In truth "BWP" would be substantially less expensive to post these days as there have been enormous leaps in affordable technology and the availability of talented postproduction folks to use it since "BWP" was released.

It's all about exquisite planning and attention to detail during preproduction. If you are as organized as the D-Day invasion, giving full support, "training" and briefings to your army of cast and crew, and preparing for all possible problems and having back-ups for dealing with them, your shoot will go relatively smoothly.

That's the best I can do with your 'how-long-is-a-piece-of-string question.
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Old 02-08-2019, 11:17 AM   #7
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a film can be made for £0. I'm guessing you have a camera phone in your pocket (most do) start by writing your own script using only actors, props and locations you already have, then shoot - weather its any good though is another thing.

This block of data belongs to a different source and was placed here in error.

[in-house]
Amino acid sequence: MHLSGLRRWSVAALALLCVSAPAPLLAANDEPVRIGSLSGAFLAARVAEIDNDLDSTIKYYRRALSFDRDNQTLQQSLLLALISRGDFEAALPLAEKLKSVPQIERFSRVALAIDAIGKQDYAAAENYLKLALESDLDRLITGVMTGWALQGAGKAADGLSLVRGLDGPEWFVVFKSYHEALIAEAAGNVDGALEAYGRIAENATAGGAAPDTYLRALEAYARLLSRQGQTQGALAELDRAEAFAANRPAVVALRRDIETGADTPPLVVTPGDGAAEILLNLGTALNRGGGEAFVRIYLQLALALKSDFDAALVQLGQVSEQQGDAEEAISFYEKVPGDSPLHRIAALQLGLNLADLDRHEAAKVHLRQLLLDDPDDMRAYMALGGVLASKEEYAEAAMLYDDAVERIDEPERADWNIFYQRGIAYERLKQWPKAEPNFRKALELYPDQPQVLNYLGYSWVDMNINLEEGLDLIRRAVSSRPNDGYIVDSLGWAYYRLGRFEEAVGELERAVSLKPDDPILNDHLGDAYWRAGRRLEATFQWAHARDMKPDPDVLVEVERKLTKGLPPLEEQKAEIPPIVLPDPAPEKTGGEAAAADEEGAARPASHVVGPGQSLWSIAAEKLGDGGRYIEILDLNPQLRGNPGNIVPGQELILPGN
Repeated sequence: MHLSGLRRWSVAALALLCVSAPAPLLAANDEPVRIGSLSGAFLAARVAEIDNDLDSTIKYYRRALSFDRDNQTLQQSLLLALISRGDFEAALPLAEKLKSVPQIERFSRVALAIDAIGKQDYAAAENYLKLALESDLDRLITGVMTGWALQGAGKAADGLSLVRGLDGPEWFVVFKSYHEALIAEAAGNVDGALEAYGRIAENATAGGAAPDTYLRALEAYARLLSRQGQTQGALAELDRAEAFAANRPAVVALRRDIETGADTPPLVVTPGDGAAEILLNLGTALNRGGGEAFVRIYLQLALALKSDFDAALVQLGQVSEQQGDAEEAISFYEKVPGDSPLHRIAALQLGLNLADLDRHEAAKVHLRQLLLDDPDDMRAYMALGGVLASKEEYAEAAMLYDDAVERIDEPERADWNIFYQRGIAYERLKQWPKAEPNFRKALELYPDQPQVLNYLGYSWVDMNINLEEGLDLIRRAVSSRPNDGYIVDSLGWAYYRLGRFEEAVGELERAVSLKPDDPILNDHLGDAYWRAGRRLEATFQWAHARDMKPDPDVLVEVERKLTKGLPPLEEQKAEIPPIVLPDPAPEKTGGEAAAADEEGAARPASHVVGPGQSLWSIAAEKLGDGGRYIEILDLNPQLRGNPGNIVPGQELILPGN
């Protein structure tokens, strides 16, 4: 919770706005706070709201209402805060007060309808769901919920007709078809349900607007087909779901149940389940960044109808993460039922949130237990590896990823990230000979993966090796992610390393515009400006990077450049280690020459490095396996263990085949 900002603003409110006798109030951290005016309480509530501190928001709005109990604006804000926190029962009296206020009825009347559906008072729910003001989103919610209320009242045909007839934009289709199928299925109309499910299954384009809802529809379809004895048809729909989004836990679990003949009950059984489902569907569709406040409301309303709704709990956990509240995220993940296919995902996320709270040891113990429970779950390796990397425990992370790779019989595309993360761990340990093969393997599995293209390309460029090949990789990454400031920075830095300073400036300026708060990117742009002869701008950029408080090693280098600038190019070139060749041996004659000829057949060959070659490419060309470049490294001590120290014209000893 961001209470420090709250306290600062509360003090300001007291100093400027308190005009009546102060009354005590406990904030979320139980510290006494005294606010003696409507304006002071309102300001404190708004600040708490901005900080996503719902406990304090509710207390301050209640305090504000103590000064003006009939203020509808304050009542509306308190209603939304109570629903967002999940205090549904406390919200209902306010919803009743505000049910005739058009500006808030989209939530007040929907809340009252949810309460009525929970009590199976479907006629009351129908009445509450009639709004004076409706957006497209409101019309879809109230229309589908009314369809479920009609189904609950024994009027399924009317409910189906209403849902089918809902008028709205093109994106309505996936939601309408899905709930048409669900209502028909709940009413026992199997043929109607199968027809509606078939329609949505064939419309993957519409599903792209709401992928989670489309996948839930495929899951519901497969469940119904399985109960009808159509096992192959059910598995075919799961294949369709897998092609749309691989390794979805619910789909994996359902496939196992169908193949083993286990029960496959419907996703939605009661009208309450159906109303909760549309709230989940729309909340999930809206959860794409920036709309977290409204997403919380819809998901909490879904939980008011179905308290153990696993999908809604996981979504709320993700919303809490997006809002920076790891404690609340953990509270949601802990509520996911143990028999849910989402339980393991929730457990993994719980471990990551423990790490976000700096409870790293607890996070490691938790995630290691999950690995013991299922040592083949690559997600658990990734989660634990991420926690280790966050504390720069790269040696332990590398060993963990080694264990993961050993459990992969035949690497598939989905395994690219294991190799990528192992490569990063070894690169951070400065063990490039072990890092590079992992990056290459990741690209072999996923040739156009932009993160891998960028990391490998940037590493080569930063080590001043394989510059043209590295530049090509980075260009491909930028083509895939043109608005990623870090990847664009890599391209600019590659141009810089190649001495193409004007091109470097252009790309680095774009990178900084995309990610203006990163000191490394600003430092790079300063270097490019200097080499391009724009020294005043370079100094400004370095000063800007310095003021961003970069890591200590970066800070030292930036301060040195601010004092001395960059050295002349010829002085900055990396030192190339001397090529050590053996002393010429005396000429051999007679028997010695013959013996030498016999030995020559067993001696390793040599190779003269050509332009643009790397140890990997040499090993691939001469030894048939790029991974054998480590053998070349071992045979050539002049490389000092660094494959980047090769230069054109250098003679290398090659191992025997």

my way is the same as wedding planning, look at how much money you CAN spend and work your budget to that, don't rely on investors or crowdfunding because you may not get it (and never use credit cards and loans) so if you have £500 in the bank plan a £500 film and if you have £5000 plan a £5000 film... maybe sell things to get more money or pick up odd jobs but only plan to spend the cash in your hand or you'll likely stall, run out of money or end up in crippling debt before the films ever done

you can then crowdfund etc... for 'extras' to polish everything up afterward but only for the stuff that's not paramount to the project (example: say you want to hire a vintage vw camper for the 'feel' but the story doesn't rely on it because you can just have the actor use your car or a bike in the film)